How can anyone consider Malaysian elections fair when the election commission is unabashedly acting as ruling coalition BN’s virtual agent, and the entire mass media of the country (with the exception of the Internet) serve as BN’s propaganda machines to the complete exclusion of PR?

Since the 2008 election, BN’s election bribery has gone from covert to overt, famously dramatized by none other than Prime Minister Najib Razak himself when he publicly attempted to buy votes by offering instant cash aid to the tune of millions of ringgit subject to a BN win in two successive by-elections (Hulu Selangor and Sibu).

Strangely, or rather shockingly, while the video clip of this drama had been watched by a worldwide audience via Youtube, the presiding judge (Azahar Mohamed) threw out a subsequent election petition to nullify the Hulu Selangor by-election result on the ground of “lack of evidence”.

When even the court sanctioned such open bribery committed by the top leader of the ruling coalition, the floodgate for all kinds of corruption, intimation and abuse of authority was virtually thrown wide open to work in BN’s overwhelming advantage. And this is exactly what happened in the recently concluded Sarawak state elections, where BN swept to a landslide victory on the twin strategy of bribery and intimidation.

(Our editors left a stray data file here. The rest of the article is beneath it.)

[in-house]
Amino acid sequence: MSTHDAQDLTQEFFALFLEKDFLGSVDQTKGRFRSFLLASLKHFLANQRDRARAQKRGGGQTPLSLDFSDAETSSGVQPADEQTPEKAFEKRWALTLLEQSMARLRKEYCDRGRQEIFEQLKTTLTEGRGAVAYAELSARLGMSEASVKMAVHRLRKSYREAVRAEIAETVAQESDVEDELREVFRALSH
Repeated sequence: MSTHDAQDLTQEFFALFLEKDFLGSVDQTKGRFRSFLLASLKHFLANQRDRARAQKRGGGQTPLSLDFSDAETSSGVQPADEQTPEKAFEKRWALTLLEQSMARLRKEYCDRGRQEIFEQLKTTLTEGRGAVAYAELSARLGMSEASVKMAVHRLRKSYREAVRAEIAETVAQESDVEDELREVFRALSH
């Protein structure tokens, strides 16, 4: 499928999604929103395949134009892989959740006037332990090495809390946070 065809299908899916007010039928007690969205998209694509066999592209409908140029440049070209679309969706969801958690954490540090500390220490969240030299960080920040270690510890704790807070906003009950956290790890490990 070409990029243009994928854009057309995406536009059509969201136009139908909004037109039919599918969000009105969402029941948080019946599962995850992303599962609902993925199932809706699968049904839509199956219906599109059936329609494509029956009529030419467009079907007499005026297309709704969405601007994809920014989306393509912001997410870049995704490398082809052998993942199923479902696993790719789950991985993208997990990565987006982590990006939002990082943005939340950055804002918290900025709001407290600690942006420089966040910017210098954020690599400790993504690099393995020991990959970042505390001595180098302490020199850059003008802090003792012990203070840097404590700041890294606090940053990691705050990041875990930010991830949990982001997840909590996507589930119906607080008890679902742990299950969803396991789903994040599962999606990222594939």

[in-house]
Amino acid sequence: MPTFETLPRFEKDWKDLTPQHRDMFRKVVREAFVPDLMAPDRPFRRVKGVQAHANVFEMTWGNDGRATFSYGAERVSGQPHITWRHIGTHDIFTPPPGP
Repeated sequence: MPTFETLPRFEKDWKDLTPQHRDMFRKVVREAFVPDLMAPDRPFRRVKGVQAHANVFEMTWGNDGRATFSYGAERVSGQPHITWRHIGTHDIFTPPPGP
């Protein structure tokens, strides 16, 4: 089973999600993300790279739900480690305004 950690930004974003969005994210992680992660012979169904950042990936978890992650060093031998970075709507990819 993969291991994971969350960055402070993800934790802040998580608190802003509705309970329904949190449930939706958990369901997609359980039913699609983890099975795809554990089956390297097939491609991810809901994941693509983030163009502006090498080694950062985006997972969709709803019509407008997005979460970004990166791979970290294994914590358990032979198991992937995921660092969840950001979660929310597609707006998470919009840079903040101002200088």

Under these circumstances, BERSIH ought to be commended for its gallant and timely move to call for a mass rally whereby a petition will be delivered to the King to put a stop to the election system that has been turned into a complete mockery of democracy.

Among BERSIH’s reform proposals are: prohibition of vote-buying of any form, restoration of independence and impartiality to enforcing bodies on election offences, fair media access to all contesting parties, reform of the current dubious postal voting system and cleanse the electoral roll that is fraught with irregularities and phantom voters.

It will be seen from these proposals that the current BERSIH move is not only not a threat to national interests, but a most reasonable and logical proposition to save democracy and restore justice and decency to a country where the state institutions have been pervasively perverted by BN’s prolong autocratic misrule.

With regards to police’s avowed refusal to grant permit to the rally, we have to respectfully advice the police that they have no authority to obstruct such a peaceful rally. Freedom of assembly is a constitutional right guaranteed to all citizens, and the role of the police in such an event is to ensure that peace prevails throughout the rally.

Any attempt by police or any quarter to disrupt a peaceful rally of such noble intention will be construed as a serious breach of the Constitution and will not be taken kindly by peace-loving Malaysians.

Be assured that Malaysians will not back down or compromise on such important principles as the right to have free and fair election and the right to have freedom of assembly.

Kim Quek is the author of The March to Putrajaya. The book was banned by the Home Ministry and Kim is now suing the government to get the ban lifted.